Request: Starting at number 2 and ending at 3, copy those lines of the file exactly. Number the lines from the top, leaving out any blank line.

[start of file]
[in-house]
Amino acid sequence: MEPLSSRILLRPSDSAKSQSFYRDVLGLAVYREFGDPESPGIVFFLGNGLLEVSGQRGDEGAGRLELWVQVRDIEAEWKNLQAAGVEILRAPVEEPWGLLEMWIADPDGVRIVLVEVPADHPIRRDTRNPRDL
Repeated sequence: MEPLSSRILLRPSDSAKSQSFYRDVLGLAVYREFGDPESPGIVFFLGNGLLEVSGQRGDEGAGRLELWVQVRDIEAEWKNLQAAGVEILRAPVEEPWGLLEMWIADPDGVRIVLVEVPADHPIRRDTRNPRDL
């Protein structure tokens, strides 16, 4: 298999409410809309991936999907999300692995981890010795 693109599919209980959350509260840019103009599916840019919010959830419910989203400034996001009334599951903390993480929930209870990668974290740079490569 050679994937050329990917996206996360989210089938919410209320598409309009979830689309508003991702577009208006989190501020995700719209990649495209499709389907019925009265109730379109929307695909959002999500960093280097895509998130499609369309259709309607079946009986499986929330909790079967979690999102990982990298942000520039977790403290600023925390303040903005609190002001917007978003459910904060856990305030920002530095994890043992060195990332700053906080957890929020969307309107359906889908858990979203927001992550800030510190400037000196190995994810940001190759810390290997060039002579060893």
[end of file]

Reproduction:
Amino acid sequence: MEPLSSRILLRPSDSAKSQSFYRDVLGLAVYREFGDPESPGIVFFLGNGLLEVSGQRGDEGAGRLELWVQVRDIEAEWKNLQAAGVEILRAPVEEPWGLLEMWIADPDGVRIVLVEVPADHPIRRDTRNPRDL
Repeated sequence: MEPLSSRILLRPSDSAKSQSFYRDVLGLAVYREFGDPESPGIVFFLGNGLLEVSGQRGDEGAGRLELWVQVRDIEAEWKNLQAAGVEILRAPVEEPWGLLEMWIADPDGVRIVLVEVPADHPIRRDTRNPRDL